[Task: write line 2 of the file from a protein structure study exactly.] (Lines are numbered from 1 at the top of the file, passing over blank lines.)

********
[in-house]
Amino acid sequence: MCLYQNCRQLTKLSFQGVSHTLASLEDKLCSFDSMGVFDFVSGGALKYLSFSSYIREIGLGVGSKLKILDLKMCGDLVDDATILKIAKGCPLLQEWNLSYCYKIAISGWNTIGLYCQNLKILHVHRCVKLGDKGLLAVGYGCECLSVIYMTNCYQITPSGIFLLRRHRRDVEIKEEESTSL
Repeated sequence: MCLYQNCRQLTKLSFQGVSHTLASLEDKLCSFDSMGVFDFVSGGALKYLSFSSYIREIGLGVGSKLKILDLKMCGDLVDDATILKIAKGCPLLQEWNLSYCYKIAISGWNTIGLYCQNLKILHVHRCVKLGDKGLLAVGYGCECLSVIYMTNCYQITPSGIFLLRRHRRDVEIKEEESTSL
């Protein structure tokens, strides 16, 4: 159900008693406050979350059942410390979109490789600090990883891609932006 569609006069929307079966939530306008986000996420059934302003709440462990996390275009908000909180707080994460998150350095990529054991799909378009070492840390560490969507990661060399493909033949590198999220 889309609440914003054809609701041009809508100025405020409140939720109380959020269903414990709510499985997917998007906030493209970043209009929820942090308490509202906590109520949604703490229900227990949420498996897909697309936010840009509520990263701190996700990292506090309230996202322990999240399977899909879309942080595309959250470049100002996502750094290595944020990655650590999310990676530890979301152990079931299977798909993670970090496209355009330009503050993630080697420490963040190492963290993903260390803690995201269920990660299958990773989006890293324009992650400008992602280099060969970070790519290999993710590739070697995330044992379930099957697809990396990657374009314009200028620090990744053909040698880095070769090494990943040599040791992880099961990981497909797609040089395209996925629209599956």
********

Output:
Amino acid sequence: MCLYQNCRQLTKLSFQGVSHTLASLEDKLCSFDSMGVFDFVSGGALKYLSFSSYIREIGLGVGSKLKILDLKMCGDLVDDATILKIAKGCPLLQEWNLSYCYKIAISGWNTIGLYCQNLKILHVHRCVKLGDKGLLAVGYGCECLSVIYMTNCYQITPSGIFLLRRHRRDVEIKEEESTSL